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Postby SDR » Fri Apr 01, 2005 5:22 pm

Thanks, Craig and mr nichols. I feel like a dummy for all the thrashing around on these two houses -- and I still haven't found the source of the photos I've seen of the Nesbitt, which clearly show the unusual brick mortar (not that I like it, but I'm intrigued). So sorry to hear that one has probably been messed up, too, even if only with paint.

Speaking of which (we have to keep this thread going til mid-month, now): I don't know how they did it, or when, exactly, but the restoration of the King's Road house of Rudolph Schindler involved the removal of white paint from old redwood exterior boards -- at least part of the house had been painted at some point (photos of it in that condition appear in Esther McCoy's "Five California Architects," of 1960. So it seems that this is not an impossible task.

SDR

According to a post on the pusspullbar site, the house was on the market one year ago tomorrow, at $4.2 M !
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Postby PreserveLA » Tue Apr 19, 2005 8:05 pm

Had a chance to peek at the Bailey House a week or so ago. The word I received from reliable sources isn't good. The house's new owners are advertising the work, which is currently underway, as a "restoration." In my opinion, what they are doing is far from it. The plans call for stripping the existing walls down to the studs, removing the third addition, and rebuilding the house the way the "architect originally intended it to be built." In other words, the finished house may look the same or similar to the existing, but all of the original fabric will be gone. They also plan to remove the existing swimming pool.

When I was there, it appeared that walls had been stripped and the windows removed. Much of the landscaping, which I'm told was carefully tended by the previous owner, has been trashed as well. It is very sad.

How was the architect's presentation at the Modcom meeting?
News, Information & More at http://www.preservela.com !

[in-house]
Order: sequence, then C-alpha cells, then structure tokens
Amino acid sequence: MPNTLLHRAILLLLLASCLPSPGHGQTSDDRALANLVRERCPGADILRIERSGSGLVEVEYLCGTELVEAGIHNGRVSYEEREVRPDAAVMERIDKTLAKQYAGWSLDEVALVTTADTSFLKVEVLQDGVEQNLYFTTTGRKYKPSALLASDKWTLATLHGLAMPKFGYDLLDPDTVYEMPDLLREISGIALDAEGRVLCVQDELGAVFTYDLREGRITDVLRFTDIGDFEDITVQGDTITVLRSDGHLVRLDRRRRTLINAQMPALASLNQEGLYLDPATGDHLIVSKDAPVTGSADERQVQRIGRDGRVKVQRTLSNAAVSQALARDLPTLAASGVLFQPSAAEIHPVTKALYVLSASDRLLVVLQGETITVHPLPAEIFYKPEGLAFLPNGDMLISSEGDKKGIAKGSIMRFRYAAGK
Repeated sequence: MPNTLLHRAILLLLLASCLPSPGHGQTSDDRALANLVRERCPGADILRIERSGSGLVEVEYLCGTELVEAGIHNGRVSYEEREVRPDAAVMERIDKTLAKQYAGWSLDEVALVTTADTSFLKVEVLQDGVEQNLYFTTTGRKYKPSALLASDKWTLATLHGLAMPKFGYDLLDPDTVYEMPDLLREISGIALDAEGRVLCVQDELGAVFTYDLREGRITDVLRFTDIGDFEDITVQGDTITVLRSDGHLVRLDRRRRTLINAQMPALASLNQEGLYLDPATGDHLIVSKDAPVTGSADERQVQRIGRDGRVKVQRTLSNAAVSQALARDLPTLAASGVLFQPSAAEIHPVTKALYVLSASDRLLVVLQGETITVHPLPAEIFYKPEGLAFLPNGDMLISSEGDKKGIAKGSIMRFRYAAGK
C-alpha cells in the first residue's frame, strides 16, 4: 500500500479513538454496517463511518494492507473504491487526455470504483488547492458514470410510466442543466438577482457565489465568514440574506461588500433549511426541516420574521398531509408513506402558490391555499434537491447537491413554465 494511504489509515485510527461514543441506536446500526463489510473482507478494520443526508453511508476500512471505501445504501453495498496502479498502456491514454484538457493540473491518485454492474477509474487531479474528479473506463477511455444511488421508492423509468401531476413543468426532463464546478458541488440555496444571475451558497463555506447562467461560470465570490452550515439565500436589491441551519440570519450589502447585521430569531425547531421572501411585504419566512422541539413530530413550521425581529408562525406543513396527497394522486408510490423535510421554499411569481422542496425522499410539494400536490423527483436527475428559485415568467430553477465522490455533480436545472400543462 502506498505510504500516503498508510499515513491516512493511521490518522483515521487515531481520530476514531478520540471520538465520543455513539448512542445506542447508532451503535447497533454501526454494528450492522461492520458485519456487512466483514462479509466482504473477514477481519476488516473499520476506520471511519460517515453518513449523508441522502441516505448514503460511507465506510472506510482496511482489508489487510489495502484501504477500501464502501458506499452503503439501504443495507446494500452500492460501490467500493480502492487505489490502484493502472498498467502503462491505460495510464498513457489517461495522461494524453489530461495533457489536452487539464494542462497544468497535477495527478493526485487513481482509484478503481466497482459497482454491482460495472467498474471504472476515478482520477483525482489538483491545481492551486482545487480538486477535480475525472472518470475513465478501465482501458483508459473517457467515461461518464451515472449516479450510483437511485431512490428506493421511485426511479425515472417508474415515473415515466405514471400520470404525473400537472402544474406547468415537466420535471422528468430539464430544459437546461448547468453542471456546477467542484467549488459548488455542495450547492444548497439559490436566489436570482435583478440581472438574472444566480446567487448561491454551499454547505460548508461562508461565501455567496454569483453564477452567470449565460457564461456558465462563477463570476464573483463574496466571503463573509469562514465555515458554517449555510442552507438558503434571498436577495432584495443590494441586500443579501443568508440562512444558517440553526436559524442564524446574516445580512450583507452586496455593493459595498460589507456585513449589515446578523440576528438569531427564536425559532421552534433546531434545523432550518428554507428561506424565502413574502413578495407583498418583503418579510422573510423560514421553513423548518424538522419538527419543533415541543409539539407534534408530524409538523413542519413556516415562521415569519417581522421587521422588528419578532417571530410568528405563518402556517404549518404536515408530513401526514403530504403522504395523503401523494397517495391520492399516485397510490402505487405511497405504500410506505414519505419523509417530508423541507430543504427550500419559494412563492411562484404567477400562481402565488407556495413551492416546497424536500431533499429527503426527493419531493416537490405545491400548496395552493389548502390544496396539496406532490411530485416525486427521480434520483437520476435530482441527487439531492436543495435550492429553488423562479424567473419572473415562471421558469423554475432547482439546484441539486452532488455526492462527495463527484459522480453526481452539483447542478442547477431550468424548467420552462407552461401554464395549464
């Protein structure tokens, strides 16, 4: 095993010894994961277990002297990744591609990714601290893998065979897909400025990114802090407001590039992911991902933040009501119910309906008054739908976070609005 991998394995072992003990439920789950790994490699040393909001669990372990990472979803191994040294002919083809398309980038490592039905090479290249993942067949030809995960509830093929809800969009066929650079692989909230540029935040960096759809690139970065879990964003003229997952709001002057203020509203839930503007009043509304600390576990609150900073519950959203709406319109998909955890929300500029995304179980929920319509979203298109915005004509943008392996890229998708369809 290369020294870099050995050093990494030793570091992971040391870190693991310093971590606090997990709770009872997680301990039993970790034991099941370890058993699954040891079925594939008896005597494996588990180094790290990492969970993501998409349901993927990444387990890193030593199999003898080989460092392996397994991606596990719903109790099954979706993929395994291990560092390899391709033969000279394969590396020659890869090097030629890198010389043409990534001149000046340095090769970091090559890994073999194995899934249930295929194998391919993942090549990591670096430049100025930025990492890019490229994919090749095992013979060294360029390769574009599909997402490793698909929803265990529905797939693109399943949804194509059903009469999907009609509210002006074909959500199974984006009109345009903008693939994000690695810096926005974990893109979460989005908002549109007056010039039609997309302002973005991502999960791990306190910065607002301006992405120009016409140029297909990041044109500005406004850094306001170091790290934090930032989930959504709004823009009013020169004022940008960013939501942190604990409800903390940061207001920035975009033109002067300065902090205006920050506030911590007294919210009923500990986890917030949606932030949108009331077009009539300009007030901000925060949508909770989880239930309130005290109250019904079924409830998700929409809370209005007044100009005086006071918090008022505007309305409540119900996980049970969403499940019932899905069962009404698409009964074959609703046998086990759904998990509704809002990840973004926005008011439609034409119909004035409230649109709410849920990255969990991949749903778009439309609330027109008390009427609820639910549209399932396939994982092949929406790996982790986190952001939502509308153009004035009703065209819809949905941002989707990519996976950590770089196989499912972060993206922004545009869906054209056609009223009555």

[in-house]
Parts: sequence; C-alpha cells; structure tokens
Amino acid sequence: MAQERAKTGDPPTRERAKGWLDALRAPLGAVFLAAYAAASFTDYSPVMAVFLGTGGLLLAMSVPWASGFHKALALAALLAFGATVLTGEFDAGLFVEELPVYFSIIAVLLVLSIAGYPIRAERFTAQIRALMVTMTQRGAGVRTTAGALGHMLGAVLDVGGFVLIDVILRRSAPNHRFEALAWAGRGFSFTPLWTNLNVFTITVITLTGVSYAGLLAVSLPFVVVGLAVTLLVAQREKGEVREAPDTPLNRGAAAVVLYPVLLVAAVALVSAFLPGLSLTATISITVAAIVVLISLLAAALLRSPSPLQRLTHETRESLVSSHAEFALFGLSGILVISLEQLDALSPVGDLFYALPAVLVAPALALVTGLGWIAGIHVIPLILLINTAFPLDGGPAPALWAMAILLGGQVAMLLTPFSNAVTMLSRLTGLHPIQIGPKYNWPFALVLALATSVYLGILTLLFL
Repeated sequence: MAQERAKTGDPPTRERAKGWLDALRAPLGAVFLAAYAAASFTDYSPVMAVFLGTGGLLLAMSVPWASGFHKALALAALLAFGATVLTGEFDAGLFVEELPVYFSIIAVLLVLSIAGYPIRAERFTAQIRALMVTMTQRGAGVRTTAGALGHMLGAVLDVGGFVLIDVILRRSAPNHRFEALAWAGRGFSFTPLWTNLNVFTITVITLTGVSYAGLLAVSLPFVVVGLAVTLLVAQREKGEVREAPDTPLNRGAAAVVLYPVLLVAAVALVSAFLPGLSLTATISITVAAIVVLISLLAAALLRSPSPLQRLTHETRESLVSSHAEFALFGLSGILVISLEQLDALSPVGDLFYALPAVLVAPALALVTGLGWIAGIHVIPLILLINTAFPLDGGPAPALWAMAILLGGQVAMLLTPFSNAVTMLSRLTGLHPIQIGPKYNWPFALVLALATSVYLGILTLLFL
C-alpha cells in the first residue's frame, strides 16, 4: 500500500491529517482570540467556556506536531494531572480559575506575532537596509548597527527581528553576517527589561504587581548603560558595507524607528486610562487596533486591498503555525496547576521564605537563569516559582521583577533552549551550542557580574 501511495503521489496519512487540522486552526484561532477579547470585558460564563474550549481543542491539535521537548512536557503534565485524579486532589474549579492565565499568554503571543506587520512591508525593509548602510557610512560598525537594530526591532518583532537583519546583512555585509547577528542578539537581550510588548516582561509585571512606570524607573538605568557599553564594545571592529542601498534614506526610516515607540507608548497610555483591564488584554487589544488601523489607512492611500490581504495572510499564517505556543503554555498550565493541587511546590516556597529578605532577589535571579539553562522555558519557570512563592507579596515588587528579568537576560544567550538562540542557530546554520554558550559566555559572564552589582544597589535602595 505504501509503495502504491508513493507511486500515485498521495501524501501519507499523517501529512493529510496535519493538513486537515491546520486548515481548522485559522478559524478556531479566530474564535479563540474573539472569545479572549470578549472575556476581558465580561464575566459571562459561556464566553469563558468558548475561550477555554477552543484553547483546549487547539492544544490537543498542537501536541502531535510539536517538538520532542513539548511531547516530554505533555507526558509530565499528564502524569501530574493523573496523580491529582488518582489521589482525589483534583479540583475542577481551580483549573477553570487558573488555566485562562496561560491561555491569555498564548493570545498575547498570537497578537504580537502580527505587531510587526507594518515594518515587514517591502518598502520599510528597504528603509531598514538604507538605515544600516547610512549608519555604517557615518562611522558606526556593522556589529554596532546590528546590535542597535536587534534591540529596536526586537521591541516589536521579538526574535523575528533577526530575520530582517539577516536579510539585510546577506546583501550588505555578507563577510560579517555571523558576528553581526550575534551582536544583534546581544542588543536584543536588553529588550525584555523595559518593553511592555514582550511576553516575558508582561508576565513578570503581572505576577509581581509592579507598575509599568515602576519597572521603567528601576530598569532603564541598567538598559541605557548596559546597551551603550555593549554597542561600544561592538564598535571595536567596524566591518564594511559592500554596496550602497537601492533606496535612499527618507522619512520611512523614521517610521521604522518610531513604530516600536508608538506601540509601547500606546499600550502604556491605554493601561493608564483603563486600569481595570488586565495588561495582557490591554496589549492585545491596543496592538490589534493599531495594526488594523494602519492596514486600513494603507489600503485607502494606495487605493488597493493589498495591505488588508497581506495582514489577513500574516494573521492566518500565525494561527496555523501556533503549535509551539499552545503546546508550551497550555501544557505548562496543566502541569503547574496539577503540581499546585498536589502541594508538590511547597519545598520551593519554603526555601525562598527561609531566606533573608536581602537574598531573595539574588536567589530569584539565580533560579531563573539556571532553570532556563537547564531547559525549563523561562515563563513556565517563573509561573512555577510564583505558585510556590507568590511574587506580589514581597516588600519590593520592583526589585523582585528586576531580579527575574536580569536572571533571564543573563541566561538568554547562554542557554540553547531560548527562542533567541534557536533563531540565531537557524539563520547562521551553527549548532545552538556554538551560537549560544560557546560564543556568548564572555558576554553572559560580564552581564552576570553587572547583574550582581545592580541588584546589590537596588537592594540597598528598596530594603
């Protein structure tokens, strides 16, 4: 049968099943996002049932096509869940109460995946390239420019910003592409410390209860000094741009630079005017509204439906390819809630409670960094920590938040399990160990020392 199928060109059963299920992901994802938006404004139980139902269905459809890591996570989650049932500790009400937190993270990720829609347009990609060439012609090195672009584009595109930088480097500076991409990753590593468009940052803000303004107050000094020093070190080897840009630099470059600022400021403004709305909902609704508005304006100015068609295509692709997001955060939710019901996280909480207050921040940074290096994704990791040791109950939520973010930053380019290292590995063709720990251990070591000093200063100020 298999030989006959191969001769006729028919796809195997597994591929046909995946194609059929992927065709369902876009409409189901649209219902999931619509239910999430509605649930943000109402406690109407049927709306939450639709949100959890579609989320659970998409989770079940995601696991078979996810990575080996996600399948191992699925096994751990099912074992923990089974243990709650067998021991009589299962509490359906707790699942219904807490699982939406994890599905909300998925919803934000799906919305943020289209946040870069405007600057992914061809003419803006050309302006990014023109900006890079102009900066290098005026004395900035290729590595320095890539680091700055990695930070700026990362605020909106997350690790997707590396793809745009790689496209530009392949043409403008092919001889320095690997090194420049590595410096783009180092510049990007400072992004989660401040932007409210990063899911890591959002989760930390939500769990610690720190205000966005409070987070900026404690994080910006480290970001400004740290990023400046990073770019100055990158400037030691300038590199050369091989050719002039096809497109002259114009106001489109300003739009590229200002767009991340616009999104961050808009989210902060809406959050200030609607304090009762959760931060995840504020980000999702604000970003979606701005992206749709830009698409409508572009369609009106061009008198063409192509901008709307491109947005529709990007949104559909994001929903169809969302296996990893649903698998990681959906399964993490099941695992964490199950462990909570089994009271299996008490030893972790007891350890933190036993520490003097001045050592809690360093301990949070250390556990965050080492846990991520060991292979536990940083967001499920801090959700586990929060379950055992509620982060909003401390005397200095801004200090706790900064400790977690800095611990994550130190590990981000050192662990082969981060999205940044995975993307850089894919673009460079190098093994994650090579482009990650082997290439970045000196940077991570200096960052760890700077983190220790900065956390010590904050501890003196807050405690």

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Postby nichols » Tue Apr 19, 2005 9:25 pm

preservela,

I wish you had been able to join us last night. Leo Marmol of Marmol-Radziner, known for their award winning restoration of Neutra's Kaufman house in Palm Springs, gave an in-depth presentation including a layered site plan showing the evolution of the house and even bringing along a sample of the damaged framing. They are planning a "rehabilitation" not a "restoration" according to the Secretary of the Interiors standards. According to Marmol, the finished exterior will appear much as it did in 1947. The footprint will return to that specification. It is being used as a guest house/office for an adjoining property.

There was a major salvage effort and all built-in furniture, doors, hardware, windows, fixtures and salvagable pieces are in their shop now undergoing restoration. The pieces that are not being reused were donated to the Eames foundation at their request.

According to Marmol there was serious structural damage to the wood frame caused by dry rot, termites and fungus. Steel columns were rusted through at the base and no longer structural. Much of this will be cleaned, secured, left in place and the function replaced by new structural members hidden inside the walls alongside new heating, electrical and communications systems.

I personally feel the house is in good hands.

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Postby PreserveLA » Tue Apr 19, 2005 9:53 pm

Good to know. Still makes me wary, though. The extent of the actual construction is considerable, and I have enough experience to know that many projects waving around the Secretary of the Interior's aren't always as "compliant" as one might think.

You mention that the project is a 'rehabilitation' versus a 'restoration.' This is certainly splitting academic/philosophical hairs, but returning the house to a 1947 appearance is much more akin to the Standards for Restoration than it is the Standards for Rehabilitation. What about the significance of changes made to the house in later years, by the architect of record no less. A 'rehabilitation' recognizes the entire period of significance of a property, not just a single moment in time.

I'm also curious to know, did they mention anything about the pool?
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Postby Futura Girl » Wed Apr 20, 2005 1:09 am

I am disappointed I missed the meeting and this presentation. BUT I am thrilled to know that the rehabilitation/restoration architects are the Marmol/Radziner team. whew - what a relief!